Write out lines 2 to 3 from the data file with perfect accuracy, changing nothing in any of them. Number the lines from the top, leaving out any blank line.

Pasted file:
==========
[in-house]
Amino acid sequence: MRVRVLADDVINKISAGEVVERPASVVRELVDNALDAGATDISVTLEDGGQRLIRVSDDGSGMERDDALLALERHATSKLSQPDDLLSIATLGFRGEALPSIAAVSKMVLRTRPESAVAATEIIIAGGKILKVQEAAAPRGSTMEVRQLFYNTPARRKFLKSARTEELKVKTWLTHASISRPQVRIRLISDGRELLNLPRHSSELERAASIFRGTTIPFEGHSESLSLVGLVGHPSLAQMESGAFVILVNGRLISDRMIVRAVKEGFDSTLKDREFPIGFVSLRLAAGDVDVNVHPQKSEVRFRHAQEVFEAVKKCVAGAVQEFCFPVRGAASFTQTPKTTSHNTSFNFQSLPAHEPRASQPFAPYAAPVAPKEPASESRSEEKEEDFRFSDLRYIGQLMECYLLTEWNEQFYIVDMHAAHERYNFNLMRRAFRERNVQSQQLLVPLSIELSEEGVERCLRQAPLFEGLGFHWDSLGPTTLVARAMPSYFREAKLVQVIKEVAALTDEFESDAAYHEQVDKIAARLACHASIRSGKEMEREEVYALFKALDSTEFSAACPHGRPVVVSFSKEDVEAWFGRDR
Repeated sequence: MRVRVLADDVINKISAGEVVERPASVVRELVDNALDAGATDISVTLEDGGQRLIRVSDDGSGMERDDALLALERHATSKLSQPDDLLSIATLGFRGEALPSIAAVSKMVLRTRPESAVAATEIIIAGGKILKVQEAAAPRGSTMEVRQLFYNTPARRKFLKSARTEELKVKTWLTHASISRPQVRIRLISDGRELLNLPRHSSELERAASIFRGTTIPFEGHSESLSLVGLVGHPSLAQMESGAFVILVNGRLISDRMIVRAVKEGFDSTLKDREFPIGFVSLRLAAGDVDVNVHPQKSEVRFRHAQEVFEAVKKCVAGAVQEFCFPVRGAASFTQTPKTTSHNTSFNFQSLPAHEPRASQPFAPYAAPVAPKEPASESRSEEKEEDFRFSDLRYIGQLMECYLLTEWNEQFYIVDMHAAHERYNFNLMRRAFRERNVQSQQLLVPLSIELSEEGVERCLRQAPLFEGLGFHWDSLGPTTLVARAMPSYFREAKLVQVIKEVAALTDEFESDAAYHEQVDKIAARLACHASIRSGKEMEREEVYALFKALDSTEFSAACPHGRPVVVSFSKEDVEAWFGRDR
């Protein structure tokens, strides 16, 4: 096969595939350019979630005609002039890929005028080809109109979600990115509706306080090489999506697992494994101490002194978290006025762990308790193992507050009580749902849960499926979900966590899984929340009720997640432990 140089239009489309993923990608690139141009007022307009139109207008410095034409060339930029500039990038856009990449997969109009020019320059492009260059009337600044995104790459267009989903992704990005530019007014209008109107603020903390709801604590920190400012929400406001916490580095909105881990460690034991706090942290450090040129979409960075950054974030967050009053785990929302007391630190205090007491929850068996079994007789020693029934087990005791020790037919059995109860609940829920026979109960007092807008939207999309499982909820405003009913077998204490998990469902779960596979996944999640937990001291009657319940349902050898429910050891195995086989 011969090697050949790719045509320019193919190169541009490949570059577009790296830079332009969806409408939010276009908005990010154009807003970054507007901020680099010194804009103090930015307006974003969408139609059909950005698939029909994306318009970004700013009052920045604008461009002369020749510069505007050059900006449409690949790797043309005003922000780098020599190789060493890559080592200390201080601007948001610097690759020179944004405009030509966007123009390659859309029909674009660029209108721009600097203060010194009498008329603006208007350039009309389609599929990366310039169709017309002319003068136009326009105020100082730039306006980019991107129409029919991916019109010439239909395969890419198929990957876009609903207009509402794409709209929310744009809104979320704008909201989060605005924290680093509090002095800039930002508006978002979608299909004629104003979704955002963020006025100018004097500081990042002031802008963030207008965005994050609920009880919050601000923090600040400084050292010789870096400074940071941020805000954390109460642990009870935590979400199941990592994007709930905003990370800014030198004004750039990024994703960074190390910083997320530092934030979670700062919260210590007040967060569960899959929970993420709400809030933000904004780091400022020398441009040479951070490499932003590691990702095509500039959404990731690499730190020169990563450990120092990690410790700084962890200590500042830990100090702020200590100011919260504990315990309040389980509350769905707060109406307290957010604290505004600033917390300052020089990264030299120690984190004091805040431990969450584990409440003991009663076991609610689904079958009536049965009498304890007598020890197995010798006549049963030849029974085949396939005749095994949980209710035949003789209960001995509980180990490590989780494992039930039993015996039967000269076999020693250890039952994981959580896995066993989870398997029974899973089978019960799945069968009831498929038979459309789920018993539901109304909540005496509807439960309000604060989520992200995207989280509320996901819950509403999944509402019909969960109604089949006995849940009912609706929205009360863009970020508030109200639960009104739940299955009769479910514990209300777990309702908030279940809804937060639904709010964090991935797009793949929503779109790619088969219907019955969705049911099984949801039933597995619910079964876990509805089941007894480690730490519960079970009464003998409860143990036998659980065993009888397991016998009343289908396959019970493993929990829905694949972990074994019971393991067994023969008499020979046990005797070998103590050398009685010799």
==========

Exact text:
Amino acid sequence: MRVRVLADDVINKISAGEVVERPASVVRELVDNALDAGATDISVTLEDGGQRLIRVSDDGSGMERDDALLALERHATSKLSQPDDLLSIATLGFRGEALPSIAAVSKMVLRTRPESAVAATEIIIAGGKILKVQEAAAPRGSTMEVRQLFYNTPARRKFLKSARTEELKVKTWLTHASISRPQVRIRLISDGRELLNLPRHSSELERAASIFRGTTIPFEGHSESLSLVGLVGHPSLAQMESGAFVILVNGRLISDRMIVRAVKEGFDSTLKDREFPIGFVSLRLAAGDVDVNVHPQKSEVRFRHAQEVFEAVKKCVAGAVQEFCFPVRGAASFTQTPKTTSHNTSFNFQSLPAHEPRASQPFAPYAAPVAPKEPASESRSEEKEEDFRFSDLRYIGQLMECYLLTEWNEQFYIVDMHAAHERYNFNLMRRAFRERNVQSQQLLVPLSIELSEEGVERCLRQAPLFEGLGFHWDSLGPTTLVARAMPSYFREAKLVQVIKEVAALTDEFESDAAYHEQVDKIAARLACHASIRSGKEMEREEVYALFKALDSTEFSAACPHGRPVVVSFSKEDVEAWFGRDR
Repeated sequence: MRVRVLADDVINKISAGEVVERPASVVRELVDNALDAGATDISVTLEDGGQRLIRVSDDGSGMERDDALLALERHATSKLSQPDDLLSIATLGFRGEALPSIAAVSKMVLRTRPESAVAATEIIIAGGKILKVQEAAAPRGSTMEVRQLFYNTPARRKFLKSARTEELKVKTWLTHASISRPQVRIRLISDGRELLNLPRHSSELERAASIFRGTTIPFEGHSESLSLVGLVGHPSLAQMESGAFVILVNGRLISDRMIVRAVKEGFDSTLKDREFPIGFVSLRLAAGDVDVNVHPQKSEVRFRHAQEVFEAVKKCVAGAVQEFCFPVRGAASFTQTPKTTSHNTSFNFQSLPAHEPRASQPFAPYAAPVAPKEPASESRSEEKEEDFRFSDLRYIGQLMECYLLTEWNEQFYIVDMHAAHERYNFNLMRRAFRERNVQSQQLLVPLSIELSEEGVERCLRQAPLFEGLGFHWDSLGPTTLVARAMPSYFREAKLVQVIKEVAALTDEFESDAAYHEQVDKIAARLACHASIRSGKEMEREEVYALFKALDSTEFSAACPHGRPVVVSFSKEDVEAWFGRDR